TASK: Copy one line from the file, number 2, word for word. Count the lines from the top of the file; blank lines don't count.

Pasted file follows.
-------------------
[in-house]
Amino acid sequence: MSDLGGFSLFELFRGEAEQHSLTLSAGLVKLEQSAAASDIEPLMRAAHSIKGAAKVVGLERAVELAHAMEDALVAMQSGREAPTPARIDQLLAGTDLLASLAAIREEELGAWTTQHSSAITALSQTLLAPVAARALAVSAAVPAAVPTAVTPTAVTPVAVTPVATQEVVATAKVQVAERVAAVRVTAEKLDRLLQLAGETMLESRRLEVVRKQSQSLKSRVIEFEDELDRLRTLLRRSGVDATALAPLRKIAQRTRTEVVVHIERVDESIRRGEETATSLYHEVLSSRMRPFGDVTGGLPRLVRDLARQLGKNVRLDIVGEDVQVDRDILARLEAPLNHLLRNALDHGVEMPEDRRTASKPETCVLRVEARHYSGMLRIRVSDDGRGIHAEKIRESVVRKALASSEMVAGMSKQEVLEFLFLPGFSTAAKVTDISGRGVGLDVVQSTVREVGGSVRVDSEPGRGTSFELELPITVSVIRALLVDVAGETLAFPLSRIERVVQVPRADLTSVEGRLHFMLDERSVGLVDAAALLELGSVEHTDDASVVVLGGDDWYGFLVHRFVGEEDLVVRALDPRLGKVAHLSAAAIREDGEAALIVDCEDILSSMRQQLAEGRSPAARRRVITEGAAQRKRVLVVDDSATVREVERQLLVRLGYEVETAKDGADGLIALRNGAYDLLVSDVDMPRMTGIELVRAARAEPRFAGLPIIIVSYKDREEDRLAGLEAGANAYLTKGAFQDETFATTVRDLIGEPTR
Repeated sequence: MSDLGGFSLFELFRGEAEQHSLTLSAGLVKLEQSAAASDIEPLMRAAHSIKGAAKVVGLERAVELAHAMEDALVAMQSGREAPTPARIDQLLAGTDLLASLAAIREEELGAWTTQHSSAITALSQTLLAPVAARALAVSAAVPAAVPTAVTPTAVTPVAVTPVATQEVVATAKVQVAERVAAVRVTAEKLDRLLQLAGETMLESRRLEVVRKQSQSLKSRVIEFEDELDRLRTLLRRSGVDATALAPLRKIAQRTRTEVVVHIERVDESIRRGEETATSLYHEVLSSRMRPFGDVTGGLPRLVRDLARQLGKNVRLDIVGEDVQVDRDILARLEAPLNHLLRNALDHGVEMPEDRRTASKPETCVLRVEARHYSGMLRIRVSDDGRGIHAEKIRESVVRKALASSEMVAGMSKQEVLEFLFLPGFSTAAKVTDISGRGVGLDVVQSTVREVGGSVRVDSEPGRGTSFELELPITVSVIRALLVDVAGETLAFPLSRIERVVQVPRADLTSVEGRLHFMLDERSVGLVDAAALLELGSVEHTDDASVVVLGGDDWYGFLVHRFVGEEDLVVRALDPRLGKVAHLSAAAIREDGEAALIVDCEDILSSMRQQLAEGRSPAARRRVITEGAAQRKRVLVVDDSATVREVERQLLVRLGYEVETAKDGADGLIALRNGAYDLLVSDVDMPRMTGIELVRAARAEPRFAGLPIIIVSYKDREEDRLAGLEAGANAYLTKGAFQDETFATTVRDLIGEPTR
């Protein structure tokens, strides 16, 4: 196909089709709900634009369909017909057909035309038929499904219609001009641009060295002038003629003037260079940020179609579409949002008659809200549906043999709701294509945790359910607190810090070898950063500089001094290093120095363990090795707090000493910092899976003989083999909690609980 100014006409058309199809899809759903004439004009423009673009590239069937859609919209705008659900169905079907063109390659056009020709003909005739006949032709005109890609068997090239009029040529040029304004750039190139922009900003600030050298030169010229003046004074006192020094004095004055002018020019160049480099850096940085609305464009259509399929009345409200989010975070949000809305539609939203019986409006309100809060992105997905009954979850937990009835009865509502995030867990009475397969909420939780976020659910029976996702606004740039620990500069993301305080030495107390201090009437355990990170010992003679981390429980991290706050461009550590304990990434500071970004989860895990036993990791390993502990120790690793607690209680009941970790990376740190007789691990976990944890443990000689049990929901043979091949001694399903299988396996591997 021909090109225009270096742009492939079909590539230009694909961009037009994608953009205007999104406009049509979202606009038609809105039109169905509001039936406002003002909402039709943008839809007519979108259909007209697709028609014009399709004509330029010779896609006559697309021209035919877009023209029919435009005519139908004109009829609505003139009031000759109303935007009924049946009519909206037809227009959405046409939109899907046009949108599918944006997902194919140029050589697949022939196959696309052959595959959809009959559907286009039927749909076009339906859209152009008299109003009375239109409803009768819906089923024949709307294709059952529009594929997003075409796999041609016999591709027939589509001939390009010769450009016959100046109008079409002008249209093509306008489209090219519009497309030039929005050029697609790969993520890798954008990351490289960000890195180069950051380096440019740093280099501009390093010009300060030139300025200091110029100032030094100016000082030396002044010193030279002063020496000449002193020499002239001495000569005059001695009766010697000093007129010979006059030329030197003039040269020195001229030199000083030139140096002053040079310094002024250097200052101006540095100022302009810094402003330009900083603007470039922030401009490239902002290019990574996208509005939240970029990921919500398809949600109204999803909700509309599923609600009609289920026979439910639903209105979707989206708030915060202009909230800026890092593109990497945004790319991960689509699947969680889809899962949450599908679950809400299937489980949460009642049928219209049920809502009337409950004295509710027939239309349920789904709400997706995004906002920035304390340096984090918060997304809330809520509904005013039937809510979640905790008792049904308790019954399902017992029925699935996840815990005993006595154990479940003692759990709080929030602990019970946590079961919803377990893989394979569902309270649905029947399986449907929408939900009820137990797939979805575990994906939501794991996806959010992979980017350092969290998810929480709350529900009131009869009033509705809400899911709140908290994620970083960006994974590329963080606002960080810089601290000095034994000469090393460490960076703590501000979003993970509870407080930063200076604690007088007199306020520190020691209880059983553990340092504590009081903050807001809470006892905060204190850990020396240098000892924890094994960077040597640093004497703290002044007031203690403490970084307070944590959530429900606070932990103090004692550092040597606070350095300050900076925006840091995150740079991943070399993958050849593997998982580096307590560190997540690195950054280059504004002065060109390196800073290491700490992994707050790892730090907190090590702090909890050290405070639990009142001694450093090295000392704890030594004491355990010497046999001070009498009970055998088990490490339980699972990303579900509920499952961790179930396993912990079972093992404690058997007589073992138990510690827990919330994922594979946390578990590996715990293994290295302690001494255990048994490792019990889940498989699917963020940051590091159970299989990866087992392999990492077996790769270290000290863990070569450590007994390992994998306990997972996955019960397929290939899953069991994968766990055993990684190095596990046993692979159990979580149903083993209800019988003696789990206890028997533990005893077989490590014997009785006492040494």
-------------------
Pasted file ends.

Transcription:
Amino acid sequence: MSDLGGFSLFELFRGEAEQHSLTLSAGLVKLEQSAAASDIEPLMRAAHSIKGAAKVVGLERAVELAHAMEDALVAMQSGREAPTPARIDQLLAGTDLLASLAAIREEELGAWTTQHSSAITALSQTLLAPVAARALAVSAAVPAAVPTAVTPTAVTPVAVTPVATQEVVATAKVQVAERVAAVRVTAEKLDRLLQLAGETMLESRRLEVVRKQSQSLKSRVIEFEDELDRLRTLLRRSGVDATALAPLRKIAQRTRTEVVVHIERVDESIRRGEETATSLYHEVLSSRMRPFGDVTGGLPRLVRDLARQLGKNVRLDIVGEDVQVDRDILARLEAPLNHLLRNALDHGVEMPEDRRTASKPETCVLRVEARHYSGMLRIRVSDDGRGIHAEKIRESVVRKALASSEMVAGMSKQEVLEFLFLPGFSTAAKVTDISGRGVGLDVVQSTVREVGGSVRVDSEPGRGTSFELELPITVSVIRALLVDVAGETLAFPLSRIERVVQVPRADLTSVEGRLHFMLDERSVGLVDAAALLELGSVEHTDDASVVVLGGDDWYGFLVHRFVGEEDLVVRALDPRLGKVAHLSAAAIREDGEAALIVDCEDILSSMRQQLAEGRSPAARRRVITEGAAQRKRVLVVDDSATVREVERQLLVRLGYEVETAKDGADGLIALRNGAYDLLVSDVDMPRMTGIELVRAARAEPRFAGLPIIIVSYKDREEDRLAGLEAGANAYLTKGAFQDETFATTVRDLIGEPTR